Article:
Magnetic induction tomography (MIT) is a contactless, inexpensive and non-invasive technique for imaging the conductivity distribution inside volume conductors. Time-difference imaging can be used for the monitoring of patients in critical care. This includes monitoring of cerebral strokes and breathing, as well as continuous screening of edema. However, MIT signals are much more sensitive to body movements than to the conductivity changes inside of the body. This is because small movements during data acquisition can spoil the signals of interest and cause significant image artifacts. Thus, it is crucial to accurately estimate and factor body movements into image reconstruction. Methods: We proposed quantitative methods for identifying and estimating object movements from simulated MIT data prior to the image reconstruction step. A simulation was performed based on a 16 channel MIT system where a finite-difference based MIT software package was used to generate reference data from a homogenous tank without a target, and subsequent measurement of moved phantom with a target placed close to edge of the tank. The movement was estimated using frequency domain analysis (FFT). Results: Results show that movements of 1% of the radius of the tank cause image blurring but the artifacts can be minimized by appropriate regularization. Higher amounts of movements totally distorted the images which require artifact compensation or acquisition of new measurements. The percentage errors for FFT based movement estimation were 23% (1 mm), 0.3% (6.7 mm) and 6% (14.4 mm) for a displacement of 1% (1.3 mm), 5% (6.7 mm) and 10% (13.5 mm), respectively, where the displacements were chosen relative to the radius of the tank. It was found that the accuracy of movement estimation is related to the size of the background in real measurements.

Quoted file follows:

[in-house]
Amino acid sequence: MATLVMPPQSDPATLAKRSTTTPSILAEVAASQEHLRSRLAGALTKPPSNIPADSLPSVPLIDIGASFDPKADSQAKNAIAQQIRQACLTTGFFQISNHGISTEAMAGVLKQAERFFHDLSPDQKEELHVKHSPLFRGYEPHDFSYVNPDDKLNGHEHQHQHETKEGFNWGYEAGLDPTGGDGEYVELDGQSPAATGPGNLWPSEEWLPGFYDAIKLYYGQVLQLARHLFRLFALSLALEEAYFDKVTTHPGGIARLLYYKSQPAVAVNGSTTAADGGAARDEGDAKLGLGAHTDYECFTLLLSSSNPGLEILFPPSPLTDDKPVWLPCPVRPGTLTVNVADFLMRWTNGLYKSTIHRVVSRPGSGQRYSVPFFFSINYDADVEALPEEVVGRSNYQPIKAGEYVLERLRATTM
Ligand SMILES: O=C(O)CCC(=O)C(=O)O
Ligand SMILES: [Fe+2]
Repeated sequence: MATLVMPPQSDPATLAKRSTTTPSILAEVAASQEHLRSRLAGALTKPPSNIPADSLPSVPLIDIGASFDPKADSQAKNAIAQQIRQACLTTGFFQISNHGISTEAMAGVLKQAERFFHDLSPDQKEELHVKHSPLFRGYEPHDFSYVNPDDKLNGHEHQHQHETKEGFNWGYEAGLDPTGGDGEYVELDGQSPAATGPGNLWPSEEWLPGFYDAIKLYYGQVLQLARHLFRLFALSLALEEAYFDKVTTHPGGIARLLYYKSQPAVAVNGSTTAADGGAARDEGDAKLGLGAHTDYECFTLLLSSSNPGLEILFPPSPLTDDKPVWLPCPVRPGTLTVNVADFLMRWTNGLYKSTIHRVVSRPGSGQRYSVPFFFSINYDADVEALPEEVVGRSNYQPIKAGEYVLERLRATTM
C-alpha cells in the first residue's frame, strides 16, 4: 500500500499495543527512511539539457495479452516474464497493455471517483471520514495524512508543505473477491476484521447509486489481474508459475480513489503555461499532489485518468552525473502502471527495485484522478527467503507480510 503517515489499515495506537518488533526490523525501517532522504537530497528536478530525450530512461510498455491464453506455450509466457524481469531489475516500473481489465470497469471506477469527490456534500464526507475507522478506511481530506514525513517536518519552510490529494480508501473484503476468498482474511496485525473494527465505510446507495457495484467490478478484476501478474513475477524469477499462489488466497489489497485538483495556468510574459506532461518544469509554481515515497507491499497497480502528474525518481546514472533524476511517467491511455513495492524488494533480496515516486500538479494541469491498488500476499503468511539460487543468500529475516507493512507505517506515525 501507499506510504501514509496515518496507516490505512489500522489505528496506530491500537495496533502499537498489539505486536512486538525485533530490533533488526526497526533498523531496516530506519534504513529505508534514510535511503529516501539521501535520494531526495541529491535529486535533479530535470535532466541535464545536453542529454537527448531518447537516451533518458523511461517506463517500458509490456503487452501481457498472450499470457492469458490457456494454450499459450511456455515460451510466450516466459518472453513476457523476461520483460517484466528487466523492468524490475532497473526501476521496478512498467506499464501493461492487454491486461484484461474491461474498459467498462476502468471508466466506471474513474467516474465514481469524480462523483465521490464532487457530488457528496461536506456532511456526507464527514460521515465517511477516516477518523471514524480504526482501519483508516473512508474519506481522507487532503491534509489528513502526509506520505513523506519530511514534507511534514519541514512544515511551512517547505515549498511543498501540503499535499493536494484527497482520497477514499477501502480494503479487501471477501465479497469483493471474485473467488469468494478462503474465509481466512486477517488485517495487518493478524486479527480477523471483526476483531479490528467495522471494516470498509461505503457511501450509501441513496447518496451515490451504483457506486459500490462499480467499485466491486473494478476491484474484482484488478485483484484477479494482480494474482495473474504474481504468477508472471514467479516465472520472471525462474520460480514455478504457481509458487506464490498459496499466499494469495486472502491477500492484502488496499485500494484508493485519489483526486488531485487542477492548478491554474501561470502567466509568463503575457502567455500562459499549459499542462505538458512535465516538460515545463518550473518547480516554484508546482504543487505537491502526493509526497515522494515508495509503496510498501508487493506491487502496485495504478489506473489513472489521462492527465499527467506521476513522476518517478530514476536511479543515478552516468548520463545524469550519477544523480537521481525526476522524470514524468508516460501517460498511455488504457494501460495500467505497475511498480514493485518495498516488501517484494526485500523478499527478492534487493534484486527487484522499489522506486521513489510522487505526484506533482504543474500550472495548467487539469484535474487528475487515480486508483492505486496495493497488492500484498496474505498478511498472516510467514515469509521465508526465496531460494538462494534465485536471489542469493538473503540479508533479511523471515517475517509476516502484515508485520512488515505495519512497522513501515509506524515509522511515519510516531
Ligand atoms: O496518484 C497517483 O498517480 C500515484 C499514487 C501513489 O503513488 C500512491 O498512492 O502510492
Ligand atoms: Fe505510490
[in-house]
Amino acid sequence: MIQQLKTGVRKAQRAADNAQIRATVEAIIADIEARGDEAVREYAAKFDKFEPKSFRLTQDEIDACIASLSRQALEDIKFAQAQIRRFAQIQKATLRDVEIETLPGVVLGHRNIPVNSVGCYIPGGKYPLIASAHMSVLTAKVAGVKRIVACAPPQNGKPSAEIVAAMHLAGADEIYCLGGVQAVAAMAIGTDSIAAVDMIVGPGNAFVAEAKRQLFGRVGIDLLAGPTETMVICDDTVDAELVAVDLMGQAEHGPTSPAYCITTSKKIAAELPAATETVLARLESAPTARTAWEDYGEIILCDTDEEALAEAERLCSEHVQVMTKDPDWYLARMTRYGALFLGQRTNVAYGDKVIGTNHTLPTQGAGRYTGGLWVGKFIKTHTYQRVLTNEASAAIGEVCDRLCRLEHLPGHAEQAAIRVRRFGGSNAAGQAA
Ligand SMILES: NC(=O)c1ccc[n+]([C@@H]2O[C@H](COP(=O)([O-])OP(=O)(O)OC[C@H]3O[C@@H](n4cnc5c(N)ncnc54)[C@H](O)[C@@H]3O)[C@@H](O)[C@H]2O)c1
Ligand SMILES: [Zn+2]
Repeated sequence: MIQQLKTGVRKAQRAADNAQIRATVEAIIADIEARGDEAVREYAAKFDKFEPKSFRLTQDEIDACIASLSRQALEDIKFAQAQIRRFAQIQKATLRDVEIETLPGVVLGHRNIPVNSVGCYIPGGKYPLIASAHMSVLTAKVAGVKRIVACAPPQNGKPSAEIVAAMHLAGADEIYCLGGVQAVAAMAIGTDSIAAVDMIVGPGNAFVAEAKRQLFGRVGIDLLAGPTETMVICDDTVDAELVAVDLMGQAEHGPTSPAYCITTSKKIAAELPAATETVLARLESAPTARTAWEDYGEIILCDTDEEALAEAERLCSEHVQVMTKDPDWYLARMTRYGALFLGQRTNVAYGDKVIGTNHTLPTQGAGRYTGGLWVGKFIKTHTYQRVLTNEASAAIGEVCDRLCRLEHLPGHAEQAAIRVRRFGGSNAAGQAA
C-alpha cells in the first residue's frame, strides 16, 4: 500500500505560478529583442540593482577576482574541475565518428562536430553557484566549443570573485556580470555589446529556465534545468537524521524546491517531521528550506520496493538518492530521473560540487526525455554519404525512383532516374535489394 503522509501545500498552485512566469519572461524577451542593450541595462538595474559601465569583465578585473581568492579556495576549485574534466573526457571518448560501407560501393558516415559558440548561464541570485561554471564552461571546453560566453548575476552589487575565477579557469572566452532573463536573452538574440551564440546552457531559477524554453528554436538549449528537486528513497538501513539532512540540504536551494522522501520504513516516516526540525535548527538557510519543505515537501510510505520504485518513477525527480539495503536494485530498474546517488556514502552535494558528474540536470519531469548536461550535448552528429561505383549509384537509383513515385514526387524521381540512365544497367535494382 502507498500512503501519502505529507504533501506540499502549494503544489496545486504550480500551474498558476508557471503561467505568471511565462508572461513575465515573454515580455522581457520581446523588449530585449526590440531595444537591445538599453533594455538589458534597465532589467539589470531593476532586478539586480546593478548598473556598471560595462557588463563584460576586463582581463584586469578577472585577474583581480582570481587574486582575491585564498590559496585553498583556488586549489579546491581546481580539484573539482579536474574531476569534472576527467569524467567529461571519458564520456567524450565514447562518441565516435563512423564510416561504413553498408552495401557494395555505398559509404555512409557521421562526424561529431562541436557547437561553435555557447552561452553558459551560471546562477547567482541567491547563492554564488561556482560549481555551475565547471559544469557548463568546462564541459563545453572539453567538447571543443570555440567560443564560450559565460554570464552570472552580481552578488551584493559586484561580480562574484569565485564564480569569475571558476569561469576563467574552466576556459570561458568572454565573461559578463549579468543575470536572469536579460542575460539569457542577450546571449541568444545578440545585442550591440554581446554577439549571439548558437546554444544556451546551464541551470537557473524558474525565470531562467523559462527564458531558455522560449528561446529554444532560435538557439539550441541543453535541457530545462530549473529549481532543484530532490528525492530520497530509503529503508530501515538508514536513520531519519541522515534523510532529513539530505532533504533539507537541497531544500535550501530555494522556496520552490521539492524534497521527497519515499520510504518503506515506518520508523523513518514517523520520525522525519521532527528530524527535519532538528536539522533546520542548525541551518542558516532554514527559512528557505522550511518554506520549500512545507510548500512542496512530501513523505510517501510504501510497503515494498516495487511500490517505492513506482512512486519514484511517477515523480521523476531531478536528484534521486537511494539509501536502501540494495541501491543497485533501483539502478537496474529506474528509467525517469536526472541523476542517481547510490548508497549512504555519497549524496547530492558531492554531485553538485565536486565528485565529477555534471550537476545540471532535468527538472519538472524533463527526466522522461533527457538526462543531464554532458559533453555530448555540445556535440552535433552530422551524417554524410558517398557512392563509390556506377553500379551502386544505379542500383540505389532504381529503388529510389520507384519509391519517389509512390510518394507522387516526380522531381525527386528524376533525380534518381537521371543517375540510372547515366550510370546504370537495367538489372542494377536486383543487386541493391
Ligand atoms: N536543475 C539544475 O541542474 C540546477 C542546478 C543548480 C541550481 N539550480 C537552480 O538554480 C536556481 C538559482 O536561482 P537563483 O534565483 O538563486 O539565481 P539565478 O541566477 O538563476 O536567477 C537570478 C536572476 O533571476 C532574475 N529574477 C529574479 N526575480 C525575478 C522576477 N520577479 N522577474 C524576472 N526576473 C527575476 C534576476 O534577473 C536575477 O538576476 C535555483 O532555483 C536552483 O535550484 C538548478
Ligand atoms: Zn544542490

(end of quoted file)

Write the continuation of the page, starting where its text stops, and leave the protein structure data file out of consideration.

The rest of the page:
|Cynhadledd||Progress in Electromagnetics Research Symposium (PIERS) 2012|
|Cyfnod||27/03/12 → 30/03/12|